The war has left physical and emotions scars on the Vietnamese soldiers which has made every day a struggle and they are left to fend for themselves as the government has not provided any assistance for them. This has left the injured veterans angry and resentful towards the war, in particular the Unites States their war tactics have had dramatic implements to Vietnamese health. A Vietnamese veteran disabled in the war, Hong Dint Truing commented back to wartime, it was awful. Really awful. I’m afraid of any more wars. When told that many American veterans shared his feelings, he says tentatively almost shyly, ‘I’d like them to come see us, to see how we live’. ” (Stewart, W. (1990, April 30). A War on Poverty. Time. Pages 12 and 13). This shows me the resentment Vietnamese veterans feel toward the American veterans, Hong feels that the Vietnamese were worse off after the war whereas the Americans went back to a stable country where they received adequate care. This comment is biased it would be interesting to have an opinion of an American veteran after the war . See how their perspective compares and contrasts. The significance of the war is not forgotten in Vietnam it has been commemorated in highly popular tourism museums in War Remnants Museum (Nah Truing Bay Zoo Ac Chine Trash) in Ho Chi Mini City, it has been a worthwhile attraction for many tourists from all over the worlds and its very blunt showcase of the war is an eye opener for many. Another tourist attraction in Vietnam is the PH ABA Airport which is situated in Hue near the border between the north and south, the airport was used by the Americans during the war and is still intact.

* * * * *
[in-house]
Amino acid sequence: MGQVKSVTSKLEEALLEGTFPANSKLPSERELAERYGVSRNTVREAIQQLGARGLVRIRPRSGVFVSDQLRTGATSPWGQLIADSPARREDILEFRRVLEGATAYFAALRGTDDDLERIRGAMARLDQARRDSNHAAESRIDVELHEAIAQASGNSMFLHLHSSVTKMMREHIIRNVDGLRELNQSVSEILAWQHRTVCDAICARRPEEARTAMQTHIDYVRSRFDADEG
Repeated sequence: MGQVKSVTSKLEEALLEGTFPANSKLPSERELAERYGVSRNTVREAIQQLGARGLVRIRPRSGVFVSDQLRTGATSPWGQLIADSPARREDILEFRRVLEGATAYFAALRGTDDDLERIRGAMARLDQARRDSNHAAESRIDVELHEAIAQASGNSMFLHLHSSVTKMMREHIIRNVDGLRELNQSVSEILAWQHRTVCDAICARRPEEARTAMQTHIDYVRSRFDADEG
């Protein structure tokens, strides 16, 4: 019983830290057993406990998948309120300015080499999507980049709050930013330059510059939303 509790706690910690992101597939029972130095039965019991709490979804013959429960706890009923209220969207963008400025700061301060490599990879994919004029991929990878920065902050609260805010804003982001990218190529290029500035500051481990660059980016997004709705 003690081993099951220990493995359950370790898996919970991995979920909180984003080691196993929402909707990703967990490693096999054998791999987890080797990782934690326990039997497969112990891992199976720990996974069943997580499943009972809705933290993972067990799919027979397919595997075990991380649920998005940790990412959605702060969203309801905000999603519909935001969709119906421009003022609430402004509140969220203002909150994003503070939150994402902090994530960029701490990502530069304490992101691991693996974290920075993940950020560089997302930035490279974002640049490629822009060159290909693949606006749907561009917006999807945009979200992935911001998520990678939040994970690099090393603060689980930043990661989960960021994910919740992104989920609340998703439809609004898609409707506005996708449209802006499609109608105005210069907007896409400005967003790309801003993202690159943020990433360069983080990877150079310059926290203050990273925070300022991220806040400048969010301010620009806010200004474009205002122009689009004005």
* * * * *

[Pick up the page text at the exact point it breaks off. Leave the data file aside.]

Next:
These sites that are used as a tourist attraction show that war was a hugely significant part of Vietnamese history and they want it to be remembered not only to commiserate those who died but to acknowledge that the war was a turning point in their countries history. These places are incredibly interesting for tourist all over the world as they give us a first hand perspective of the war from the Vietnamese, but it is important to note that the museums have been known for being biased and largely placing the blame of the war onto the United States shoulders.